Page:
On average, 50% of firms with fewer than 1000 lawyers say their firm doesn’t stand out in a saturated market. In this competitive climate, leveraging technology can be a quick way for firms to distinguish themselves in the eyes of potential clients. Blue J Legal has written on how utilizing AI-powered software like Employment Foresight and Tax Foresight can help a small or medium-sized firm stand out from their competitors.
3. Firms see technologies that reduce the need for lawyers and paralegals as a potential threat
25.6% of law firms surveyed say that they’re losing business to technologies that reduce the need for lawyers and paralegals, and 54.4% categorized these technologies as a potential threat. Broken down, 23.4% of law firms with fewer than 250 lawyers and 31.6% with more than 250 lawyers say that technology is taking away their business.
While some technologies can replace some aspects of what a lawyer does, a piece of software will never be able to fully replace a human lawyer. By embracing and using these new technologies in their practices, firms can help their lawyers work smarter. In particular, AI can do a lot of heavy lifting with regards to legal research. Adapting to technological change shows customers and competitors alike that a firm is forward-thinking and willing to embrace innovations that might help their clients.
In the late 1970s, accountants experienced a massive shift with the introduction of VisiCalc. And yet the net number of accountants didn’t decrease. In fact, there were actually more accountants undertaking more dynamic and creative tasks than ever before. This is precisely what new technology does: it may replace some traditional human duties, but it also opens doors for new opportunities. This is especially true with AI. It doesn’t replace lawyers; it validates their instincts by supplying them with data to support their professional hunches.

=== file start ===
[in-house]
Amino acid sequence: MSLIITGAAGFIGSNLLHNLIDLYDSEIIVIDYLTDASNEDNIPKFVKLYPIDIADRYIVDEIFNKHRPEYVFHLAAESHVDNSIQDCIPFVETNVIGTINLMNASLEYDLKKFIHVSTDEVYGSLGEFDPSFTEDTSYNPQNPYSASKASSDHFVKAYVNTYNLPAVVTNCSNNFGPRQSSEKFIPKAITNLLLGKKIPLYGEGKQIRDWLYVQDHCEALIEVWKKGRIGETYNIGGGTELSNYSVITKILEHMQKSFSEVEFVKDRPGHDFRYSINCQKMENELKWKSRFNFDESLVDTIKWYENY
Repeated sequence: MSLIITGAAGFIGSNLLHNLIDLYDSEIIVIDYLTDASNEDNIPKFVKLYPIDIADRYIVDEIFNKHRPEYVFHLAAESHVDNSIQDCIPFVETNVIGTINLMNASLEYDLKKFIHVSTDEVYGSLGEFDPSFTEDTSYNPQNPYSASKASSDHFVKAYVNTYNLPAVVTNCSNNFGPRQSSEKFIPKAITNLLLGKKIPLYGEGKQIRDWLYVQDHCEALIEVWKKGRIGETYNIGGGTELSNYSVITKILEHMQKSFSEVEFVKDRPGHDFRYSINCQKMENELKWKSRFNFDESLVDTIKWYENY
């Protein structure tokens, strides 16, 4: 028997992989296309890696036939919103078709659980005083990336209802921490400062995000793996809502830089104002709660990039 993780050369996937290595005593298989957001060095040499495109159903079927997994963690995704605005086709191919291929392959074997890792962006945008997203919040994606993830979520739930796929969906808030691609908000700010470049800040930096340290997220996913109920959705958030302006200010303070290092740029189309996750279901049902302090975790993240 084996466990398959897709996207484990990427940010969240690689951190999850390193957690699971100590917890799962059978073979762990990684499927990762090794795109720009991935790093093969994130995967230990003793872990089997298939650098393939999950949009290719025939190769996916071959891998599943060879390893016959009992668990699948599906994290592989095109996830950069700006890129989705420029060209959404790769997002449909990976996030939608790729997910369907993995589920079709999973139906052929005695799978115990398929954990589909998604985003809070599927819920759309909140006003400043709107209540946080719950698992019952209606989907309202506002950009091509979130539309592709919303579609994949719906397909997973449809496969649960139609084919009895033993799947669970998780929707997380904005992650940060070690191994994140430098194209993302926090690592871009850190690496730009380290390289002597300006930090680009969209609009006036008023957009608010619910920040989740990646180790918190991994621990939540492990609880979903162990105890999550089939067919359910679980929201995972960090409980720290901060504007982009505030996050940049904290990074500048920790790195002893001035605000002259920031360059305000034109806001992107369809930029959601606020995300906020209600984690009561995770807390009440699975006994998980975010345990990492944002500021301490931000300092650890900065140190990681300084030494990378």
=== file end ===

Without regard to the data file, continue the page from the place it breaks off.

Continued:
4. Law firms recognize that the tech boom is bringing permanent changes
About 85% of the firms surveyed agreed that more commoditized legal work and increasing competition from non-traditional service providers will be permanent trends going forward. That said, there’s a big difference between knowing that changes are coming and actually preparing for those changes to arrive.
The Altman Weil survey shows a general recognition that change is on its way, but it also shows hesitancy among a large percentage of firms to adopt new technologies and methods. If those same firms were to embrace innovation, it would give them the tools they need to take advantage of change, rather than simply survive it like during the Great Recession.
Blue J Legal offers a suite of tools powered by AI that gives lawyers a data-backed edge for their professional opinions. By utilizing innovations like Tax Foresight and Employment Foresight, lawyers can easily harness the power of tailored and case-specific knowledge, as well as highly accurate AI-generated predictions.
It’s understandable that many lawyers are apprehensive about adopting new technologies in their practice. It’s a pivotal decision.
But the use of AI in law will only continue to expand, and waiting or delaying adoption could mean years of playing catch-up with competitors, or even obsolescence. Given that a large number of firm leaders already recognize that their practice doesn’t stand out from the pack, perhaps welcoming new innovations in legal technology should become a priority.